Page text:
E-mail : claude.morneau@mrn.gouv.qc.ca

Dendroecological analysis of caribou activity and vegetation disturbance in northeastern Québec
Supervisor : Serge Payette

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The George River caribou herd grew from 12 to 17% a year over a 30-year period (1954-1984) before stabilizing at around 700,000 individuals. We studied the influence of caribou browsing and trampling on vegetation of calving grounds and summer ranges over the last several decades. Mapping of spruce lichen-spruce woodland and lichen mats was conducted in 1992 and 1993 using aerial transects in order to determine three zones of different groundcover degradation. A severely degraded zone, characterized by the absence of the lichen carpet and presence of bare soil at nearly all of the sites, extends over approximately 40,000 km² of the tundra region in northeastern Québec-Labrador. The degree of degradation of the ground cover diminishes progressively through a transition  zone of around 40,000 km². This third zone is dominated by less-disturbed Cladina stellaris cover within the forested sectors along the border of the summer range. Dead vegetation in spruce lichen woodlands within the severely degraded zone and the transition zone indicates that vegetation changes are of recent origin (~10 to 15 years) and correspond to the degradation of a well developed C. stellaris mat. A new dendroecological approach was used to evaluate the frequency of summertime caribou traffic in lichen woodlands by determining the age structure of trampling scars. These scars form on superficial roots and low-lying branches of conifer trees when they are damaged by caribou hooves. Scar data were used to reconstruct changes in the summer range activity of the George River caribou herd. The spatiotemporal patterns of caribou activity were reconstructed a chronology of trampling scar age structure from 33 old-growth (> 150 years) lichen woodlands. The main changes in caribou activity are strongly related to the demographic trends of the herd, as determined by aerial surveys. Our results suggest that the growth of the herd slowed considerably around 1980 and then declined slightly between 1988 and 1992. These trends were not detected in the aerial surveys. The reconstruction of the recent activity patterns and the analysis of the conditions of the groundcover indicate that the main vegetation changes in the study area occurred during the 1980s, and correspond to a marked increase in caribou activity between 1982 and 1985 in the severely degraded vegetation zone. Changes in caribou activity since the end of the 19th century were also evaluated. The age structure of trampling scars show synchronous activity at three lichen woodland sites located 100 km from each other. This common signal, which extends across the sites, suggests two periods of rapid caribou decline (1905-1915 and 1935-1945) interrupted by a period of population growth during the 1920s and early 1930s. This pattern of caribou activity is more complex than that derived from historical records, which did not show caribou growth during the 1920-1930s. Low caribou activity during the last 100 years occurred in the 1940-1950s. In conclusion, spatiotemporal variations of caribou populations can be reconstructed with the aid of trampling scars on conifer roots and branches. This method allows the reconstruction of caribou activity over a period that extends well before that of the first caribou inventories.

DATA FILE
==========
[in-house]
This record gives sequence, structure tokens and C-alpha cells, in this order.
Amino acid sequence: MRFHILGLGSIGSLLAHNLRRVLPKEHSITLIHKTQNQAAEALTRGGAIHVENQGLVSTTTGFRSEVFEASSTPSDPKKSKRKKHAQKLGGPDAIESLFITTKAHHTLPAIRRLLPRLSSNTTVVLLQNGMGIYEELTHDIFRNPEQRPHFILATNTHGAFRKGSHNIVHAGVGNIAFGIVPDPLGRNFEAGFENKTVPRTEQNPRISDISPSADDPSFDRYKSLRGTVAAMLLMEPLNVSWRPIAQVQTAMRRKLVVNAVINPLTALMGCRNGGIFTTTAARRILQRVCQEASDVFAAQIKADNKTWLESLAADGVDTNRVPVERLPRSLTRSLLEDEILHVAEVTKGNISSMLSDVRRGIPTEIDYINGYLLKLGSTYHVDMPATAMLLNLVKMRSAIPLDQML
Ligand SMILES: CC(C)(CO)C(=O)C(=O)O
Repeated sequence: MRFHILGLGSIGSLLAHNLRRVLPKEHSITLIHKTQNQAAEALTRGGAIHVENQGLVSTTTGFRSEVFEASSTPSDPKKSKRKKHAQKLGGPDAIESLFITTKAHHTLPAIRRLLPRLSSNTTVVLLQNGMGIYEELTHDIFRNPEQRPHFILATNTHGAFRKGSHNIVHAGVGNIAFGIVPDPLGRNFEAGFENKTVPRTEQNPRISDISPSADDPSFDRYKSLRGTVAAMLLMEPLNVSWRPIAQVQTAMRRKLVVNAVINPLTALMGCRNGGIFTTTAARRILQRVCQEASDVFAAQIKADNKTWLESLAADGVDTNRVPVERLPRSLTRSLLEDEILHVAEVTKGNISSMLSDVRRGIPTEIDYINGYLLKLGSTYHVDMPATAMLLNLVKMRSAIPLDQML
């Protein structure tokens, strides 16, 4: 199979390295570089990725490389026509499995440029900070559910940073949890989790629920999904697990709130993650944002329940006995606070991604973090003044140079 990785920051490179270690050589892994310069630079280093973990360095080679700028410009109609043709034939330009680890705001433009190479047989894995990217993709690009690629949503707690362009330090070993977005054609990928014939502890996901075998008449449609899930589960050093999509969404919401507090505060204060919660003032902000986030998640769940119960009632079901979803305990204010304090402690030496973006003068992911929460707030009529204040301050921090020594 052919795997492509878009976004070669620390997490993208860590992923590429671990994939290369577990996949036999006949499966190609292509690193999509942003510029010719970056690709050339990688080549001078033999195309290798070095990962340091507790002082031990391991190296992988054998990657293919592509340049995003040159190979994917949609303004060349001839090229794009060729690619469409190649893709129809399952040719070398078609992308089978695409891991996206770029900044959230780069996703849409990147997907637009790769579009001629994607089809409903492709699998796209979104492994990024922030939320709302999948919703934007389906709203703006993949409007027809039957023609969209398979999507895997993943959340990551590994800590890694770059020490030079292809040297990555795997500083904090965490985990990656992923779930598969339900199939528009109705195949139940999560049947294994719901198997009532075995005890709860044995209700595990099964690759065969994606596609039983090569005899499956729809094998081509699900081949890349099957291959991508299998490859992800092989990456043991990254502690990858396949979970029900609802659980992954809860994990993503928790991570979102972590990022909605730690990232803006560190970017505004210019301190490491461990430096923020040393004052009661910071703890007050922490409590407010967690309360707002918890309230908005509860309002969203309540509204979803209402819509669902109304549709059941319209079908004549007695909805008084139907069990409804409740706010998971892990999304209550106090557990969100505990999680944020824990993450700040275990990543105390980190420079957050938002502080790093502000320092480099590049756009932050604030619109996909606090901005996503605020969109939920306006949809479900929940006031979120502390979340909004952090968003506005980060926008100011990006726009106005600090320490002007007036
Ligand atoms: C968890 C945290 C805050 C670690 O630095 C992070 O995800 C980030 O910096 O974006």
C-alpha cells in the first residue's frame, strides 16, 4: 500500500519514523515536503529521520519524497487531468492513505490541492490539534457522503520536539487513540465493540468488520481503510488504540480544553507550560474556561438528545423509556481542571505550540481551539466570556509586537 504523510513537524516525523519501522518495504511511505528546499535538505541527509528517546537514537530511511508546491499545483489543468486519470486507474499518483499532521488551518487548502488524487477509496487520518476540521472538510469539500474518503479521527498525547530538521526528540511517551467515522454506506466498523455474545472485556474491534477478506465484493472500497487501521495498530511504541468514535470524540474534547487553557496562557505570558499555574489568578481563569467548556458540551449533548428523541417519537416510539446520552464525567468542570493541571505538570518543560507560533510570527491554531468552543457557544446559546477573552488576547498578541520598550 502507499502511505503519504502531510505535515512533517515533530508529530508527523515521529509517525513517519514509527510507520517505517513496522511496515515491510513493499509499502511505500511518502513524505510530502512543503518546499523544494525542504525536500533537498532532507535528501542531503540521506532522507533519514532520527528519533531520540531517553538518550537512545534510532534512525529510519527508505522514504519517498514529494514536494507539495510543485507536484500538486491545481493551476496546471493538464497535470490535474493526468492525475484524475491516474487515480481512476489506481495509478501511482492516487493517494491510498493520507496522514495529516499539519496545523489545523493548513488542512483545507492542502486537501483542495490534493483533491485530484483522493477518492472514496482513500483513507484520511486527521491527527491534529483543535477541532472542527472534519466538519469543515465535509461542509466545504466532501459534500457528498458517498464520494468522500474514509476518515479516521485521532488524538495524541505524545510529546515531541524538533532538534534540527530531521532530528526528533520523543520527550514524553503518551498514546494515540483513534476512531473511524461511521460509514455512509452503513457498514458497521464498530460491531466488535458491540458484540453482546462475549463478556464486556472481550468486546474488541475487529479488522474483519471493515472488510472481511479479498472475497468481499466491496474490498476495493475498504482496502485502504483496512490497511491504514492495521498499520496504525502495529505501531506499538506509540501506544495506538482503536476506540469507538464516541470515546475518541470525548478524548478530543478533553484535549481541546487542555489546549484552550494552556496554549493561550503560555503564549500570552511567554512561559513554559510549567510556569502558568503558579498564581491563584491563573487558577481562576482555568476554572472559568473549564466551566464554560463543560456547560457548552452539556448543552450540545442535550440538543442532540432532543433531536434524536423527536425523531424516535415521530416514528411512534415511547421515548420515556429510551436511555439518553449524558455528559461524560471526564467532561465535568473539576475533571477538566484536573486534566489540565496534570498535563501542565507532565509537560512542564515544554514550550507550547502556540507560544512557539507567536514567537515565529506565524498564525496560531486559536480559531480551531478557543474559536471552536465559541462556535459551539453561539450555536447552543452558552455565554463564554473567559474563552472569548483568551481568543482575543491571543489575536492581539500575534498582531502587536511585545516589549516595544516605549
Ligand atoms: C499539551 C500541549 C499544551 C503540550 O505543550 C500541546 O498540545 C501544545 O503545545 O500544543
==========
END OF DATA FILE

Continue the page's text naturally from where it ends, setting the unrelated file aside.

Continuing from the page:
Publications

Payette, S., Boudreau, S., Morneau, C., Pitre, N., 2004. Long-term interactions between migratory caribou, wildfires and Nunavik hunters inferred from tree rings. Ambio, 33: 482-486.


Boudreau, S., Payette, S., Morneau, C., Couturier, S., 2003. Recent decline of the George River caribou herd as revealed by tree-ring analysis. Arctic, Antarctic, and Alpine Research, 35: 187-195.


Morneau, C., Payette, S., 2000. Long-term fluctuations of a caribou population revealed by tree-ring data. Canadian Journal of Zoology, 78: 1784-1790.

Morneau, C., Payette, S., 1998. A dendroecological method to evaluate past caribou (Rangifer tarandus L.) activity. Écoscience 5: 64-76.